Daniel McGowan may have been the first person thrown in solitary confinement for writing a HuffPost blog. Now he’ll be the first person to sue the Bureau of Prisons over it.
The environmental activist and former prisoner filed a lawsuit on Wednesday against the prison system over an April 2013 incident in which U.S. Marshals threw him in a Brooklyn federal jail — ironically, for criticizing earlier violations of his free speech.
“The Bureau of Prisons does not like criticism and their reaction was unsurprisingly to try and crush someone who stepped out of line,” McGowan told HuffPost Tuesday in an email.
After a federal judge labeled him a terrorist in 2007 for arson committed with the Earth Liberation Front, McGowan spent years in some of the federal prison system’s most restrictive prisons, the communication management units (CMUs). The Bureau of Prisons denies it, but internal prison files strongly suggest McGowan was placed there because of his continued outspoken association with the environmental movement.
Serving the final months of his sentence in a Brooklyn halfway house in 2013, McGowan continued to speak out. He detailed how he was placed in the isolated special prisons in a HuffPost blog entry.
Three days after writing that post, the marshals threw him in the Brooklyn Metropolitan Detention Center. He was placed in solitary and told that he would be soon taken back to one of the CMUs. Inmates call them “Little Guantanamo.”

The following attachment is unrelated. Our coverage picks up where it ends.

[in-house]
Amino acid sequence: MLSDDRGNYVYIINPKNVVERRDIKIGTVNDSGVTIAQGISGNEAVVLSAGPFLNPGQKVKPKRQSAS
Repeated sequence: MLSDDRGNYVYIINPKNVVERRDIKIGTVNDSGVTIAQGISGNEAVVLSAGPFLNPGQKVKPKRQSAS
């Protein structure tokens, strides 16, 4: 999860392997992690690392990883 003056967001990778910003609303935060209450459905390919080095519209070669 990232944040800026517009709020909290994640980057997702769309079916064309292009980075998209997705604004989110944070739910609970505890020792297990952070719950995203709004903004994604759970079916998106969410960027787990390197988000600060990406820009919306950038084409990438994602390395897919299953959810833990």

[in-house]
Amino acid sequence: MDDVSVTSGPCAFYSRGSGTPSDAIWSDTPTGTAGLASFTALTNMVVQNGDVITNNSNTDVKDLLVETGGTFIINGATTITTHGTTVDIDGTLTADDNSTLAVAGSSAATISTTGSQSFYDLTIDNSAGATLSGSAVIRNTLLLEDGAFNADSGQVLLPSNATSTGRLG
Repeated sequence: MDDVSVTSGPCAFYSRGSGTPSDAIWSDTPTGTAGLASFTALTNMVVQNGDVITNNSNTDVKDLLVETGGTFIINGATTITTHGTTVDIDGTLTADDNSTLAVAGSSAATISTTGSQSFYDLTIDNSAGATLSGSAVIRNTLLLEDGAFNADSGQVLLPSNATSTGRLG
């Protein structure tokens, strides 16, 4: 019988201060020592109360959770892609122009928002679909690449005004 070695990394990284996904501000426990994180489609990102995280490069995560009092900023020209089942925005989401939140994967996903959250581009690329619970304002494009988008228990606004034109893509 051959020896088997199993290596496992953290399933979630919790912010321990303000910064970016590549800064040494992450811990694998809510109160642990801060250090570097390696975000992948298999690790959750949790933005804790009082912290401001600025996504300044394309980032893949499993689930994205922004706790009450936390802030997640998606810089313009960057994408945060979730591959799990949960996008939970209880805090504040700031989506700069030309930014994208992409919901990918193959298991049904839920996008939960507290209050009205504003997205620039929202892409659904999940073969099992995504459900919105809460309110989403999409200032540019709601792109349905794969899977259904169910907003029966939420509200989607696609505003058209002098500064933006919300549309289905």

“I had just served over five years in prison and was acclimating to life on the outside only to be yanked back to prison,” McGowan said. “It was terrifying.”
After his lawyers interceded, McGowan was released the next day back to the halfway house. But in a separate, multi-plaintiff lawsuit against the Bureau of Prisons for how it creates and runs CMUs, McGowan’s lawyers argued that the entire incident was a startling example of their larger claim that the special units are used to punish political speech. Even the federal government later admitted in that case that McGowan was jailed contrary to the established law that inmates may write articles under their own bylines.
Although a judge dismissed McGowan’s claims in the lawsuit against the CMUs in July 2013, he is now forging on against the Bureau of Prisons for what he says was a case of unconstitutional retaliation.
“McGowan was arrested for his criticism of the government, plain and simple,” his lawyer David Rankin told HuffPost in an email. “Communication management units are wrong now, they were wrong then, and trying to tell that to the world should not get you thrown back in prison.”
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